The ideal of sustainable design is to create buildings that have an overall beneficial effect on the environment. Most sustainable design rating systems don’t set the bar that high, though. The Cleveland Design Competition invited architects to design a new facility for Campus International School, a public school developed through a partnership between the school district and Cleveland State University. The places where students spend their childhood mold their expectations for how they are going to live and what kind of person they want to be. So we studied what it means to be a living building and integrated that into the architecture. We designed the school as four two-story volumes linked at one end by a circulation spine, with outdoor classrooms/gardens interwoven between the volumes. The first floor is all glass, while the second floor is an opaque mass that overhangs the first, shading spaces on first floor. Also integrated are solar chimneys, naturally drawing air through the building’s interior.
To make the living building work, we found, required using every bit of the site provided for us. Our design calls for producing food on-site in the orchard and in a vegetable garden that students would help tend. Food waste would be recycled and turned into energy via an E-Fuel machine capable of generating enough electricity to power the kitchen and dining hall. Perforated metal on the east and west façade acts as a sunscreen for the classroom bars. The concrete structure provides thermal mass to moderate temperatures, and exposing the concrete walls, columns and floors keeps finishes to a minimum to save material resources. Ground-source heat pumps provide highly efficient heating and cooling, while a photovoltaic array would produce more electricity than the school consumes on an annual basis.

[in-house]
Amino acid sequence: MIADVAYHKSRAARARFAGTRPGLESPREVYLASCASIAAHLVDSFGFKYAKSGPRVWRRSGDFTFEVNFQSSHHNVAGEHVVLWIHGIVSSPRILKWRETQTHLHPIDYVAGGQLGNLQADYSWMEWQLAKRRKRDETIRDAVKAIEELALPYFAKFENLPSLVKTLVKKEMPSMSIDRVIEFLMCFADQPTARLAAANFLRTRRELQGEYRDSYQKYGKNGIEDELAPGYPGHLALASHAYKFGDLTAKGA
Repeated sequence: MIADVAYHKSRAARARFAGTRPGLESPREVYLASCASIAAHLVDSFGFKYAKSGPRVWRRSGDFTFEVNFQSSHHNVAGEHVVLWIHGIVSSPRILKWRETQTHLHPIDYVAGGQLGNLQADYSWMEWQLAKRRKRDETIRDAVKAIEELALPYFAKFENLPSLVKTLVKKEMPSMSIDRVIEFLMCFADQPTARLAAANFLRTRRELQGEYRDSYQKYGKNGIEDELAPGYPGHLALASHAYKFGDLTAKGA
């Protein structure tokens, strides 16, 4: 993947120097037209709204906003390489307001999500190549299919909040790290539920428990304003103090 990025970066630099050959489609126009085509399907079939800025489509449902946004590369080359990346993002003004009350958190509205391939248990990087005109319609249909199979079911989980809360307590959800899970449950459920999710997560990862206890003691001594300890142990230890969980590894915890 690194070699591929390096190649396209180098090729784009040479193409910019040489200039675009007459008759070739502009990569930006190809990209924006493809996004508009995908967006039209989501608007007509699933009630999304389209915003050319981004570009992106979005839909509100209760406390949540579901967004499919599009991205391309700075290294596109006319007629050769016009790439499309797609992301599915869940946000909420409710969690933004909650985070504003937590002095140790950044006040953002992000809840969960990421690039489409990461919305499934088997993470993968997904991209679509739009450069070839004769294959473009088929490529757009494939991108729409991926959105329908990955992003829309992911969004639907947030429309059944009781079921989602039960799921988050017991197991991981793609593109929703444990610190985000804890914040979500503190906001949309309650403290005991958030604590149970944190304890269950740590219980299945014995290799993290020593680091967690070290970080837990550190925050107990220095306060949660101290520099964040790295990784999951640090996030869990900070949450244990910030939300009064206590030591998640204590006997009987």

The site includes an existing police station and the Tower Press Building, a historic building that has been converted into lofts. Our design incorporates a rooftop rainwater island that treats stormwater for not only the school but also for those two facilities as well — moving beyond net zero water use into net positive.
Renderings © VDTA